The artist and musician on what fuels her creativity
Artist Kris Manning began making a lion with an ”epic mane” out of pop-tops in January. After the coronavirus started spreading, she said the project became therapeutic.
Kris Manning wasn’t supposed to be living with a lion, but she is. It’s not real, of course. This big cat is made of 24,628 pop-tops, yet it demands just as much awe as any real-life king of beasts would. The creature was commissioned by an admirer of this artist and musician before the pandemic changed everything, and the lion found himself looking for a home. For now, Manning has added him to the growing “menagerie” of mythical creatures she’s creating, including a mule deer made from thousands of toothpicks.
Manning, who calls herself an “artpreneur,” has made her mark in both music and art. As “that girl drummer,” she’s appeared all over the country, as well as Vienna and Russia, playing with John Beck and other Percussive Arts Society delegates and, in Charleston, for the traveling Broadway hit, Beautiful: the Carole King Musical. As an instructor, she’s imparted her love of rhythm to children through The Black Tie Music Academy, which she co-owns with Braeden Kershner, and the nonprofit, The Music Battery. As a visual artist, she’s a founding member and past president of the Art Guild of Daniel Island, and since 2013, she has provided both music and art during the Piccolo Spoleto Festival. Being an artist sometimes requires a sense of humor, as demonstrated by a paper mâché dragon, made of the hundreds of rejection letters she’s received over the years, that hung in the Charleston Music Hall for a while. But for Manning, the work fuels her and not even a pandemic can stop her from creating.
Her Own Beat: In seventh grade, I wanted to be in band, and they said, "Here’s a flute." I saw 30 girls with flutes, and I said, “I’d like to play something louder please!” I played the xylophone, but no one let me near a drum set until I graduated from college. It took me a while to learn how to play it properly. But I love rocking out with an amazing bass player, guitarist, and singer. I can’t do that now, so it’s really tough. My family doesn’t want to hear me banging away on the drum set by myself!
Charleston’s Draw: There was a massive snowstorm in Connecticut. It was snowing for two weeks, and I had little kids at home. I looked at my husband and said, “Enjoy this. This is our last New England winter.” It happened to be at the end of the Wine + Food festival here, and I was producing a wine festival in Connecticut, so I bought a ticket. It was magical and exciting and powerful. The three things that light me up are food, art, and music, and this was the mecca of all that. I told my husband, “Well, I am going to move there. I hope you come with me!”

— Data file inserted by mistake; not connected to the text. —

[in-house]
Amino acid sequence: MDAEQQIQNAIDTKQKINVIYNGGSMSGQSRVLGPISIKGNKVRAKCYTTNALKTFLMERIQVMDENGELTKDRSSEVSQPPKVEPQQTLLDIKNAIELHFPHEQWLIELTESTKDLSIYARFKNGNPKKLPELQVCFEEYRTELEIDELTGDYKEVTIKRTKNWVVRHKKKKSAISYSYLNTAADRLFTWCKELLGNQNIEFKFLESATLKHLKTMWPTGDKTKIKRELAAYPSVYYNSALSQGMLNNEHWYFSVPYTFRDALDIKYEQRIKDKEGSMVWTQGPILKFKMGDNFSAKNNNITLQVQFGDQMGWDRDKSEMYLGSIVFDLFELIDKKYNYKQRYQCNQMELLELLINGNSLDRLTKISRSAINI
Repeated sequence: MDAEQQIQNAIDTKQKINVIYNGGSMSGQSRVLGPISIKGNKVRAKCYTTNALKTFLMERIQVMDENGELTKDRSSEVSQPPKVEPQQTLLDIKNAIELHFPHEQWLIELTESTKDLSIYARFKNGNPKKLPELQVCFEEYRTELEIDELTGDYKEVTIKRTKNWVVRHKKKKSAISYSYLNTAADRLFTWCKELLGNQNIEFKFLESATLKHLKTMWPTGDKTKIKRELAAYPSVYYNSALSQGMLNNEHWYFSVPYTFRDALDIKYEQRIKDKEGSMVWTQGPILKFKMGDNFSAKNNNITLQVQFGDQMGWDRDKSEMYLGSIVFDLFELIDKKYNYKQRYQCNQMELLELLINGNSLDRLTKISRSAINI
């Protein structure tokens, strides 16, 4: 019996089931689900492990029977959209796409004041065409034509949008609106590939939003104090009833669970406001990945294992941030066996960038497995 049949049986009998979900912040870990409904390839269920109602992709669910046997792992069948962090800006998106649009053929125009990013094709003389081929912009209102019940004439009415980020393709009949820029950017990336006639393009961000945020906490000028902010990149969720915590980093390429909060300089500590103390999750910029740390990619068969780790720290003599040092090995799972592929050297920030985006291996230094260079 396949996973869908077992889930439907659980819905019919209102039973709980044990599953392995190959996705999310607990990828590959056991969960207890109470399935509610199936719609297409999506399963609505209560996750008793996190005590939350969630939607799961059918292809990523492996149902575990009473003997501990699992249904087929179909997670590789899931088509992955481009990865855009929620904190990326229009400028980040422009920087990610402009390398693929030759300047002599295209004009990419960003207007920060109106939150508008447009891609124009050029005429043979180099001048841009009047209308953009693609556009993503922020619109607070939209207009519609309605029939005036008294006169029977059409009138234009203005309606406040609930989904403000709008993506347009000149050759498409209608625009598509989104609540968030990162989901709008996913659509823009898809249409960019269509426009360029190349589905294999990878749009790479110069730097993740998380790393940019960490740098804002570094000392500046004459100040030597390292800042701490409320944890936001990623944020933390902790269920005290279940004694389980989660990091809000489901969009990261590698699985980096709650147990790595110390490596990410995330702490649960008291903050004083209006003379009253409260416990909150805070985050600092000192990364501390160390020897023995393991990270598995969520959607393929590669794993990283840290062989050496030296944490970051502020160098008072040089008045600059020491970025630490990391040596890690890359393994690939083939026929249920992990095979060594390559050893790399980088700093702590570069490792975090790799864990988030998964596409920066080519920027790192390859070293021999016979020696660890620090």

Artful Life: When I graduated with a percussion degree, I realized there were not a lot of jobs for female percussionists, so I migrated into the corporate world, and I learned all kinds of interesting things about marketing and business that I use. But when I arrived here 10 years ago, I thought, “Nobody knows I am a serious businesswoman with heels and hose. I could be anyone I want to be. It’s like I’m in the witness relocation program.” I thought I could be a cool musician again. And then with the creative energy of the music, I thought I could do anything. I could be an artist. My husband thought I was going through a midlife crisis when I bought canvas and paint.
Music Teacher: This is kind of a devastating time. If we had talked in March, I would have told you the Black Tie Music Academy had 10 locations, and we offer music and art lessons for anyone. But now, with COVID-19, I have to announce that we are closing all 10 locations. As cases rise in the state, we realize it doesn’t make sense for children to be gathered en masse for the next six to 12 months.
Drum Major: The Music Battery is a nonprofit after-school program. We have kids who are at risk, and they come and participate in a drum line that is 100 percent free to them. It builds camaraderie and skills, where the kids understand they are part of something bigger than themselves. They do homework and calisthenics and then they drum. If they misbehave, they have to play a bucket instead, and they have to earn their drum back. Right now, the program is on hold because of the pandemic.
Surviving the Pandemic: I have some whimsical animal paintings in the Sandpiper Gallery on Sullivan’s, and I made some pillows with my pen-and-ink drawings that included 18 places of worship for Charleston’s 350th anniversary. I’ve been spending the time on collaborations. I participated in a fundraiser for Feed the Need, which raised more than $66,000, and worked on a [theatrical] project with Jonathan Green called Osceola’s Muse about the Seminoles on Sullivan’s Island. I just finished a project doing miniature murals with local artist Ken Hamilton. And, with my love of food, I’m working with watercolor artist Barbara Meierhusby to create a cookbook, mainly for my boys so they have something to preserve our recipes. Braeden and I have moved to consulting, and we’re speaking with the State Department of Education to offer support in fine arts—online or in person. It will be like the phoenix rising from the ashes.